Hopefully as we continue to move toward being a cycling friendly community more residents will decide to incorporate cycling into their lifestyle in some form.
Spring of 2015 the Kingston Police Department will launch Bike Watch - Bike Registration Program.
"Bike Watch provides real engagement and raises the level of community awareness, confidence, and participation in fighting crime by registering bicycles online with the Kingston Police."
This is a long needed tool in our community and something that will surely improve the return rate for stolen bicycles. Too often when bikes are stolen they don't make it back to the original owner, often even if recovered by police. This new system should make it much easier for police to return stolen bikes when recovered, so long as local cyclists take the time to register their bikes with the program.
Kingston Police have a few tips to help increase your chance of getting your bike back after it is stolen.
- Register your bike with Kingston Police so you can be contacted if your bike is recovered
- Take a photo of your bike
- Keep original sales receipts
- Keep records of upgrades and new components
I am very excited for the local Kingston Triathlon community. 2015 will see two more opportunities for triathletes to race in the Kingston Area.
On Sunday June 28th Fort Henry will open its Walls to help host the Garrison Triathlon.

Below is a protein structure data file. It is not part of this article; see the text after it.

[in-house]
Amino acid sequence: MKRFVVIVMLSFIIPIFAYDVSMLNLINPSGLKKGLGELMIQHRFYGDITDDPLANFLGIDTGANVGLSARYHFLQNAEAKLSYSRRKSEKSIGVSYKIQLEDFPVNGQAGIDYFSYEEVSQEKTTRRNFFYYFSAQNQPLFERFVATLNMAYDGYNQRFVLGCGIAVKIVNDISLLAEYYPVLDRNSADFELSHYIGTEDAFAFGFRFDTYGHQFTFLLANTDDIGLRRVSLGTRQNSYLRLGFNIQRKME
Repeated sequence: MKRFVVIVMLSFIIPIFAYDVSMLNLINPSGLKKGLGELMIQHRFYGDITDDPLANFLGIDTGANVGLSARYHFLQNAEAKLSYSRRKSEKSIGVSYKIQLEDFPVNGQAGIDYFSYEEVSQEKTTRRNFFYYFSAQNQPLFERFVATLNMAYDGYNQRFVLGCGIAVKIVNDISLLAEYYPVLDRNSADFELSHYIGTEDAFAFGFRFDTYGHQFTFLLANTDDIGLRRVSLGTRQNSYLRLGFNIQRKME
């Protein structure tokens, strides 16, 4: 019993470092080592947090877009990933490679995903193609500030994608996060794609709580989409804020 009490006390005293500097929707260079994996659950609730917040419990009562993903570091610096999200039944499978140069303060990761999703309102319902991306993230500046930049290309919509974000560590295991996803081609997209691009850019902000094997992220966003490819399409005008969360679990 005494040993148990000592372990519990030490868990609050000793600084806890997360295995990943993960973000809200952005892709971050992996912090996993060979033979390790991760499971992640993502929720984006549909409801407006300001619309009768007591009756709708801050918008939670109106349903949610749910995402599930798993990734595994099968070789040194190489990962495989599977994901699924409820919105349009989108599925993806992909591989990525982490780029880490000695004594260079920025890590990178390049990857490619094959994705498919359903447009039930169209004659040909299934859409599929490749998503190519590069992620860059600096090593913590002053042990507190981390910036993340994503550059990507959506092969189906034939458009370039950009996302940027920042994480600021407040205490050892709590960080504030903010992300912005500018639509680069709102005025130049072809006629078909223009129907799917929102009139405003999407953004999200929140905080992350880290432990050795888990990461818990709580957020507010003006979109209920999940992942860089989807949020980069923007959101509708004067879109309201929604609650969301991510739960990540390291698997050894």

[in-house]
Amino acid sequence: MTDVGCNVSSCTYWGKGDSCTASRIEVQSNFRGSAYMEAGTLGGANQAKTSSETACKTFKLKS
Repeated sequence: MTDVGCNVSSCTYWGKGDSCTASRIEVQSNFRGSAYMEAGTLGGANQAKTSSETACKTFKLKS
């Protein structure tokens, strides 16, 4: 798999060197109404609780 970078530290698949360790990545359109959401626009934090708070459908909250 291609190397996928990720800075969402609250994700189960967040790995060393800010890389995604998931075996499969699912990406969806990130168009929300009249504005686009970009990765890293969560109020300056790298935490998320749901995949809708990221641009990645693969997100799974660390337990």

"Fort Henry National Historic Site of Canada, part of a World Heritage Site, has teamed up with the Kingston Personnel Support Programs (PSP) of CFB Kingston to present the inaugural Garrison Triathlon. With stunning views, a challenging course, professional organizers, Sprint and Olympic distances, and a one of kind finish line inside Fort Henry, this Tri should be on every triathletes race schedule. The Fort has never been conquered... are you up to the challenge?"
The Garrison Triathlon will offer Long and Short course options at 1500m/40km/10km and 750m/20km/5km respectively.
Course Details from their site are as follows "The swim courses will be an in water start and will mostly take place in the sheltered Navy Bay area, overlooked by Fort Henry and surrounded by Martello towers. Ships such as the HMS Royal George and the 112 gun Flagship HMS St Lawrence were launched in Navy Bay. The Transition Zone (T1 & T2) is located on the Royal Military College Parade Square, and is surrounded by beautiful historic military buildings. Located on Point Frederick, this area was the home of the Royal Navy Dockyards from 1788 to 1853. The bike courses will take you through the campus of the Royal Military College, out Highway 2 and back. The Sprint and Olympic distance run courses are both unique and challenging. Leaving T2 you will go around the tip of Point Frederick, past the Fort Frederick Martello Tower, up and down steep hills, and finish inside Fort Henry itself! One of the highlights of the run will be the cross country portion. CFB Kingston have graciously allowed use of their renowned Cross Country track, which are hosting the 2015 Canadian National Championships, and in 2010 hosted the FISU World University Cross Country Championships."
Sounds like a Blast to me. Hopefully you can fit it in to your summer triathlon racing schedule.
Now how could it get much better than this? Well I saved the best for last.